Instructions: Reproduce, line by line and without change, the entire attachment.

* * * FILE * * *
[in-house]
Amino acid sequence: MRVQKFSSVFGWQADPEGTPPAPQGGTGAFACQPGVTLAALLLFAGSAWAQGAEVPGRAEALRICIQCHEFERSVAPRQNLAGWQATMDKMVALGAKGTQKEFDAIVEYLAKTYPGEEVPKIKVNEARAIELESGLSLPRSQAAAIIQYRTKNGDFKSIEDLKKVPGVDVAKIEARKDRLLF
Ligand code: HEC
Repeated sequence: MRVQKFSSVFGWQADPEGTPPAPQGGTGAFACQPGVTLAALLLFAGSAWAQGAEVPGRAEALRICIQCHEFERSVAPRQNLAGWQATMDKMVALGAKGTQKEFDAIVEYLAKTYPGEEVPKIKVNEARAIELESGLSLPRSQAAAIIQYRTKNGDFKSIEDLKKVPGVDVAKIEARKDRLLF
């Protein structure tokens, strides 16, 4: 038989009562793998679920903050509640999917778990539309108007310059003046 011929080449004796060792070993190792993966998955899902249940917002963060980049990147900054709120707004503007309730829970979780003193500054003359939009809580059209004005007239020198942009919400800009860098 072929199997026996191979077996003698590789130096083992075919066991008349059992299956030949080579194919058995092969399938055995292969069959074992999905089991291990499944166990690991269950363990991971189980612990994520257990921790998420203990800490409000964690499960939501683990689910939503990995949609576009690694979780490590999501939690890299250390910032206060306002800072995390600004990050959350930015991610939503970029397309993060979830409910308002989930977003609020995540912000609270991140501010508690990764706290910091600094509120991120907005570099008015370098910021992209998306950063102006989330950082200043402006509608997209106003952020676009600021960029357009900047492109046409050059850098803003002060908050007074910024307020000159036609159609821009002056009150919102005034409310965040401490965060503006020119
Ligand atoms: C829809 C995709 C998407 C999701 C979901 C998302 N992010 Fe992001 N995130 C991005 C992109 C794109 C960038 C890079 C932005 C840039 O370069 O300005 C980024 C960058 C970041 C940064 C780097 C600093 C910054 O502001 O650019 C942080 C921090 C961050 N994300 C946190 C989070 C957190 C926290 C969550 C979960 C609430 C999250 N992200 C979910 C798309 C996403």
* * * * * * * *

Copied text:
[in-house]
Amino acid sequence: MRVQKFSSVFGWQADPEGTPPAPQGGTGAFACQPGVTLAALLLFAGSAWAQGAEVPGRAEALRICIQCHEFERSVAPRQNLAGWQATMDKMVALGAKGTQKEFDAIVEYLAKTYPGEEVPKIKVNEARAIELESGLSLPRSQAAAIIQYRTKNGDFKSIEDLKKVPGVDVAKIEARKDRLLF
Ligand code: HEC
Repeated sequence: MRVQKFSSVFGWQADPEGTPPAPQGGTGAFACQPGVTLAALLLFAGSAWAQGAEVPGRAEALRICIQCHEFERSVAPRQNLAGWQATMDKMVALGAKGTQKEFDAIVEYLAKTYPGEEVPKIKVNEARAIELESGLSLPRSQAAAIIQYRTKNGDFKSIEDLKKVPGVDVAKIEARKDRLLF
């Protein structure tokens, strides 16, 4: 038989009562793998679920903050509640999917778990539309108007310059003046 011929080449004796060792070993190792993966998955899902249940917002963060980049990147900054709120707004503007309730829970979780003193500054003359939009809580059209004005007239020198942009919400800009860098 072929199997026996191979077996003698590789130096083992075919066991008349059992299956030949080579194919058995092969399938055995292969069959074992999905089991291990499944166990690991269950363990991971189980612990994520257990921790998420203990800490409000964690499960939501683990689910939503990995949609576009690694979780490590999501939690890299250390910032206060306002800072995390600004990050959350930015991610939503970029397309993060979830409910308002989930977003609020995540912000609270991140501010508690990764706290910091600094509120991120907005570099008015370098910021992209998306950063102006989330950082200043402006509608997209106003952020676009600021960029357009900047492109046409050059850098803003002060908050007074910024307020000159036609159609821009002056009150919102005034409310965040401490965060503006020119
Ligand atoms: C829809 C995709 C998407 C999701 C979901 C998302 N992010 Fe992001 N995130 C991005 C992109 C794109 C960038 C890079 C932005 C840039 O370069 O300005 C980024 C960058 C970041 C940064 C780097 C600093 C910054 O502001 O650019 C942080 C921090 C961050 N994300 C946190 C989070 C957190 C926290 C969550 C979960 C609430 C999250 N992200 C979910 C798309 C996403």